Some brief thoughts on search engines

Filed under: AI | SEO | the Internet | tech

I wrote some thoughts about search engines on Bluesky and why we can’t build a better search engine than Google without eclipsing its power and magnitude and I decided to elaborate on those points here:

People keep saying “someone needs to build a search engine that gives you what you’re looking for” and forget/don’t know that to get the best results, you’d need an index and crawlers as good as Google’s.

There will be trade-offs no matter which way you look and as soon as you bring AI into the mix, you’re basically doing what Google does (but maybe with arguably different motives).

It’s also worth noting that Google has been using AI in search for a very long time—it’s just not been generative until recently. And AI isn’t the root of the problem here—greed and profit above anything is, which is why we have all these layoffs, as opposed to “AI taking your job” (which it isn’t).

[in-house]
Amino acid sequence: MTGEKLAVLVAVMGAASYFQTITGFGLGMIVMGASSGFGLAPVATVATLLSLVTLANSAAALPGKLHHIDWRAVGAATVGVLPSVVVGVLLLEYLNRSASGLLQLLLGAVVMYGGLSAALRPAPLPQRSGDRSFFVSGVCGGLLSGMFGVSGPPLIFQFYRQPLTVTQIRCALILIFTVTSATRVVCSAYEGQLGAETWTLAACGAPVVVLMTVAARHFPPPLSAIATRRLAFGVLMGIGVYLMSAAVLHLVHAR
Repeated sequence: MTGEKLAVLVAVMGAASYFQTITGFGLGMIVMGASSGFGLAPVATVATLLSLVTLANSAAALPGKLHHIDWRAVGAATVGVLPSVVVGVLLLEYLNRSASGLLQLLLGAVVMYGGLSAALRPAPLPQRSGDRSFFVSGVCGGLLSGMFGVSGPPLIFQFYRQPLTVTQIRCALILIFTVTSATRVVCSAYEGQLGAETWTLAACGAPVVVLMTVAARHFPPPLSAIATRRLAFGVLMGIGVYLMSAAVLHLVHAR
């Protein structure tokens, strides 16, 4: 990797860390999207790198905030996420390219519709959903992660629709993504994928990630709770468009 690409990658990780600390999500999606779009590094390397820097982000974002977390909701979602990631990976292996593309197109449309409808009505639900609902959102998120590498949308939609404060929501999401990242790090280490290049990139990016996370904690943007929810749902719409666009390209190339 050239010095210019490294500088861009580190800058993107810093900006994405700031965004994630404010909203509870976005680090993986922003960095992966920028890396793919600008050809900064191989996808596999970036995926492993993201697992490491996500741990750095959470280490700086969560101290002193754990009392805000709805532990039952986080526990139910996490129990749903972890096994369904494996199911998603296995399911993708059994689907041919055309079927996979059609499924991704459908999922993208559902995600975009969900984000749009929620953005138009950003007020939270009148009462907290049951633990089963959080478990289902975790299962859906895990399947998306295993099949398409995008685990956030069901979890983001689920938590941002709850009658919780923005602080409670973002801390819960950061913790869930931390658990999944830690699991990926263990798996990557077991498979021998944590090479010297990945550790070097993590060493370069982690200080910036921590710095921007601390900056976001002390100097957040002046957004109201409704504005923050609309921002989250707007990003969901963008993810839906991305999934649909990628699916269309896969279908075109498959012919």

I think we also underestimate the size of the Web we’re wanting to crawl, index, and return results for. Common Crawl, the data archive used by most popular large language models, is only a portion of the Web, and not a very big one despite its proliferation in use. But people treat it as if it’s “the Web” or a very good representation of it, enough to use it via chatbots and AI software as a search engine. Big mistake. That false use case is part of why we get so much misinformation from it, which is unfortunately finding itself onto actual search engines in the form of terrible AI-generated articles for the sake of SEO.

It’s taken Google decades to get to this level of power. You’re not going to get anyone to build bigger and better any time soon.

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